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Immediately, the conservative movements get carried away. La Manif pour tous, for example, denounces an “absolutely dehumanizing” text. Even the Association of homoparental families, whose enthusiasm for this measure could have been presumed, regrets that these designations contribute to establishing a hierarchy between parents. The Senate was quick to remove this measure, against which Minister Blanquer had also spoken.
The situation raises questions, particularly with regard to the vehemence of the opposition reactions to these attempts to degender the language. Indeed, how is it that the very idea of expanding representations to include a diversity of individuals and families hitherto unrepresented or poorly represented generates so much resentment?
In the introduction to an issue of Cahiers du Genre on inclusive language, researchers Marie Loison and Gwenaëlle Perrier note that the majority of debates around non-sexist or inclusive language are not carried out by language specialists, but by “opponents of feminist and LGBTQI causes”. The issue would therefore not be so much linguistic as eminently political and, as such, would be part of the movement of other controversies such as those relating to marriage for all and the ABCDs of equality.
Inclusive language, neutral language
The use of the terms “parent 1” and “parent 2” questions the ability to degender or “gender differently” the French language. If these questions have only recently mobilized the public interest – in France, especially with the controversy generated by the inclusion of the neuter pronoun iel in the Robert dictionary – they have long been of concern to feminist and queer movements .
Lawyer Florence Ashley distinguishes inclusive French from neutral French . The first would seek to promote the equal representation of women in the language, for example by using long doublets (“teachers and teachers”) or the midpoint (“teacher s”). The second (a variation of the first) aims rather to adapt it to non-binary gender identities, by using epicene formulations (e.g. “parent”), by reactivating terms or by inventing others (” authors”).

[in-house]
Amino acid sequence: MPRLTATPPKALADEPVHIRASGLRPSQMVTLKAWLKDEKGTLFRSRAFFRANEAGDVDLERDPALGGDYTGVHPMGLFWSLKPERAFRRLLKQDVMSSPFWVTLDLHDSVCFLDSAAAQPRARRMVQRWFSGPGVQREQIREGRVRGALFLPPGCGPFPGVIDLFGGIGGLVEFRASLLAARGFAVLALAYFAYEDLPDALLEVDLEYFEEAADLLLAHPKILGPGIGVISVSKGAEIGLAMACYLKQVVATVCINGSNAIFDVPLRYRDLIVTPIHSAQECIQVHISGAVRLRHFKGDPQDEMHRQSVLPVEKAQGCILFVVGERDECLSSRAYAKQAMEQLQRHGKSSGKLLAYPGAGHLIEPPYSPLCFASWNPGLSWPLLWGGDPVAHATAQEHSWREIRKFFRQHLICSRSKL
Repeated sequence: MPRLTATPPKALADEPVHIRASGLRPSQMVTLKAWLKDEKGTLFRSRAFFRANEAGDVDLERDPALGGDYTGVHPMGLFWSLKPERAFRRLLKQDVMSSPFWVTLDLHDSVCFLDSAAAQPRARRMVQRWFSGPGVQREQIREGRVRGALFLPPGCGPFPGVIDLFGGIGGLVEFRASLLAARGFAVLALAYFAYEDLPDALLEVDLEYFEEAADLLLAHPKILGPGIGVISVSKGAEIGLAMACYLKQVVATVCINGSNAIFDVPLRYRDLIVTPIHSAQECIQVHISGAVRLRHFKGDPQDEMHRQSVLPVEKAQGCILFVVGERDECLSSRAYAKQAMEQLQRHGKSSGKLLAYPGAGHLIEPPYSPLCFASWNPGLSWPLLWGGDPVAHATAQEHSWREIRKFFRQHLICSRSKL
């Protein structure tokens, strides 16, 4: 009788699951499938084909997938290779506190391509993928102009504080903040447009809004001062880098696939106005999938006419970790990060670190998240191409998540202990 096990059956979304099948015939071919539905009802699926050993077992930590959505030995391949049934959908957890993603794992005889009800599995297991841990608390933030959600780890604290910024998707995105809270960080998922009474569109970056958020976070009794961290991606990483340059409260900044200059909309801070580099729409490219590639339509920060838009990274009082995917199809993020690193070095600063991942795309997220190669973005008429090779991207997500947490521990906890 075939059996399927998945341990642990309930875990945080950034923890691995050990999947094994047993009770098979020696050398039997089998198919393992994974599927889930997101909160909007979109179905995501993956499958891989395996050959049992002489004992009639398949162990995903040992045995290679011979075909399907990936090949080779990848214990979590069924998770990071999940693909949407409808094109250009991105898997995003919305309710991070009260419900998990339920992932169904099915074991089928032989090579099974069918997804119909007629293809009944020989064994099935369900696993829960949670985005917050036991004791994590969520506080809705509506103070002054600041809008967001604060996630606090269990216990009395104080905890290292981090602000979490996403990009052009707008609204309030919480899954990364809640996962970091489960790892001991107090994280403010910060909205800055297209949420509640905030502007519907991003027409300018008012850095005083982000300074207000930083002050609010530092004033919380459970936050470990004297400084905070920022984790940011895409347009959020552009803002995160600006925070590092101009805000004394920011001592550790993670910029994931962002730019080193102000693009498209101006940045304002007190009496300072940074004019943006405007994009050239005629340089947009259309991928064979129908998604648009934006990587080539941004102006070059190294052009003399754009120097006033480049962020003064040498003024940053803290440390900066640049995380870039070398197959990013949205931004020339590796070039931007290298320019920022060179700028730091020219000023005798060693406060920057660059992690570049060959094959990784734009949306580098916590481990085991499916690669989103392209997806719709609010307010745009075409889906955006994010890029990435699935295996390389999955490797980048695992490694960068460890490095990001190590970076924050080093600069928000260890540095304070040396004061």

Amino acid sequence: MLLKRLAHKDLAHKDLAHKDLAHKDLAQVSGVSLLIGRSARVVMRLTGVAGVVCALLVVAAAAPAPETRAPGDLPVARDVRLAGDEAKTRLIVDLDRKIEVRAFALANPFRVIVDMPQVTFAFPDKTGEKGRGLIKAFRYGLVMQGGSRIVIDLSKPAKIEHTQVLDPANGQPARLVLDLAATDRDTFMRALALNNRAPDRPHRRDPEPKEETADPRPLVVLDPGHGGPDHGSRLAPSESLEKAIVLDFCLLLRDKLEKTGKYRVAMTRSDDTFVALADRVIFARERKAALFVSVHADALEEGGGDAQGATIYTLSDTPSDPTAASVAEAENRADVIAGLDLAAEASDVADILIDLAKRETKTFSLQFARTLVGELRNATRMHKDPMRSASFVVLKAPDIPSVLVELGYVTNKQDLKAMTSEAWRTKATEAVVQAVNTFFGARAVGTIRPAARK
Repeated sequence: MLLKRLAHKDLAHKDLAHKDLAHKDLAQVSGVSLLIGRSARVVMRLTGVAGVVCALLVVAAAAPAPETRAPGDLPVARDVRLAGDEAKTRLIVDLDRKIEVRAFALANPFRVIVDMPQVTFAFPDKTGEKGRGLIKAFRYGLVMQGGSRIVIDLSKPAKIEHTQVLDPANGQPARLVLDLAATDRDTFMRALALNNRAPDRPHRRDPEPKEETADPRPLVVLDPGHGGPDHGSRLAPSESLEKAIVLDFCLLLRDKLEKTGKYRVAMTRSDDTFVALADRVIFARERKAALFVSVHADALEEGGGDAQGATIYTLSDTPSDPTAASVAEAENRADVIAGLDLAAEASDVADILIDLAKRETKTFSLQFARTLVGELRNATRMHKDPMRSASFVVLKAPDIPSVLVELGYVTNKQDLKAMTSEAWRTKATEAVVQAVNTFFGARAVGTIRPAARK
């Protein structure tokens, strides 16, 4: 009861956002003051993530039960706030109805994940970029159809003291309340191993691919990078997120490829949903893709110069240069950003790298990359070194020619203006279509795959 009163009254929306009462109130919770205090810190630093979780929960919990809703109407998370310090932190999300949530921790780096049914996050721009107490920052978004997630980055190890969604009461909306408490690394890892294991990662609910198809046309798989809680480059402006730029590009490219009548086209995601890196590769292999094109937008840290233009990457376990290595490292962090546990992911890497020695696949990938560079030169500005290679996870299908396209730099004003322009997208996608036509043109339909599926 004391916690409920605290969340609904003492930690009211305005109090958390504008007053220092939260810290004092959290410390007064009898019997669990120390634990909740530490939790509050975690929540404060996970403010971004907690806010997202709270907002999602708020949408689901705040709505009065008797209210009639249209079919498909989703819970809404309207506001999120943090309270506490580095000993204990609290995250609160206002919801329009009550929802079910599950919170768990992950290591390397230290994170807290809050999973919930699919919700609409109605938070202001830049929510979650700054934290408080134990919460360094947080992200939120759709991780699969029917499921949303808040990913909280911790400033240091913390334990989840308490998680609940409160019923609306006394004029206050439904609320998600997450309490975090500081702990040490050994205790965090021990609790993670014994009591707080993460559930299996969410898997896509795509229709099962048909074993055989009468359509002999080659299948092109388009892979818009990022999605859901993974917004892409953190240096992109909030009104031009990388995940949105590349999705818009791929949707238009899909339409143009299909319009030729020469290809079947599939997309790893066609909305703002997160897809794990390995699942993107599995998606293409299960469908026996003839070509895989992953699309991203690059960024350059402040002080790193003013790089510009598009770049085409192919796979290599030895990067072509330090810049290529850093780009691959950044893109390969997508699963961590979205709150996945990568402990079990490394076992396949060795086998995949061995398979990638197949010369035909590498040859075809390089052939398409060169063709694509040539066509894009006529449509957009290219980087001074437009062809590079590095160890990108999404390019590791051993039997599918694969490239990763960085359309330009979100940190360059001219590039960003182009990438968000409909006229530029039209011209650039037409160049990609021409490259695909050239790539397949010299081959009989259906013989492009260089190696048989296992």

The domains of pregnancy and parenthood are by default very gendered in a binary way. This means that it is considered that roles necessarily and always fall on the mother, because she is a woman, and on the father, because he is a man. So the mother would be the person who provides the egg, who carries the child, who cuddles, who takes most of the parental leave. The father would provide the sperm and therefore would have a role of companion during pregnancy, childbirth and breastfeeding (when it takes place). He would be the one teasing, tickling, encouraging risk-taking, etc.
It is in the context of these binary conceptions of gender roles in parenting that we speak of “new fathers” (those fathers who are involved in the daily care of their children, a territory falling disproportionately on mothers in heteroparental families) or the domestic mental workload of women , this unequal distribution of domestic and educational tasks which is exercised to the detriment of women in heterosexual couples.
It is also this idea that the genders would be complementary in parenthood that is undermined by the results of decades of empirical studies on homoparental or lesboparental families.
Author Bio: Gabrielle Richard is as Gender Sociologist at Paris-Est Créteil Val de Marne University (UPEC)